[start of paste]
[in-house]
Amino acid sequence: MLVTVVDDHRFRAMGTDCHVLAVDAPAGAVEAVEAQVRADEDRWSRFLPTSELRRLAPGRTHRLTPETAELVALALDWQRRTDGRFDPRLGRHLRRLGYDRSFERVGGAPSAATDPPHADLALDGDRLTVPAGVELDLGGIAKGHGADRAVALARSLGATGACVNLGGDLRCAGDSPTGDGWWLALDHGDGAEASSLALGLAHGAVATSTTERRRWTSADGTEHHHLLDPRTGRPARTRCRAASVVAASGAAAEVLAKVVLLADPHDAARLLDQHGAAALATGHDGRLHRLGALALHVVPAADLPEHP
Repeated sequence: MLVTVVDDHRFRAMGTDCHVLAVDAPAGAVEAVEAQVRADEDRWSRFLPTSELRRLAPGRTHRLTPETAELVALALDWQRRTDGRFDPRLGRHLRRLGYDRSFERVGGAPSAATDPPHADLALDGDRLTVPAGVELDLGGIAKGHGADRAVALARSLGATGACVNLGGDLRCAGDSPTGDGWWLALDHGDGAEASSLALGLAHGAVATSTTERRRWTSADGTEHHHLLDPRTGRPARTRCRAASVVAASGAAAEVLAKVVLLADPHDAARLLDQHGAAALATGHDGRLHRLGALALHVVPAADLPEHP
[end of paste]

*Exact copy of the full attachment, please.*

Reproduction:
[in-house]
Amino acid sequence: MLVTVVDDHRFRAMGTDCHVLAVDAPAGAVEAVEAQVRADEDRWSRFLPTSELRRLAPGRTHRLTPETAELVALALDWQRRTDGRFDPRLGRHLRRLGYDRSFERVGGAPSAATDPPHADLALDGDRLTVPAGVELDLGGIAKGHGADRAVALARSLGATGACVNLGGDLRCAGDSPTGDGWWLALDHGDGAEASSLALGLAHGAVATSTTERRRWTSADGTEHHHLLDPRTGRPARTRCRAASVVAASGAAAEVLAKVVLLADPHDAARLLDQHGAAALATGHDGRLHRLGALALHVVPAADLPEHP
Repeated sequence: MLVTVVDDHRFRAMGTDCHVLAVDAPAGAVEAVEAQVRADEDRWSRFLPTSELRRLAPGRTHRLTPETAELVALALDWQRRTDGRFDPRLGRHLRRLGYDRSFERVGGAPSAATDPPHADLALDGDRLTVPAGVELDLGGIAKGHGADRAVALARSLGATGACVNLGGDLRCAGDSPTGDGWWLALDHGDGAEASSLALGLAHGAVATSTTERRRWTSADGTEHHHLLDPRTGRPARTRCRAASVVAASGAAAEVLAKVVLLADPHDAARLLDQHGAAALATGHDGRLHRLGALALHVVPAADLPEHP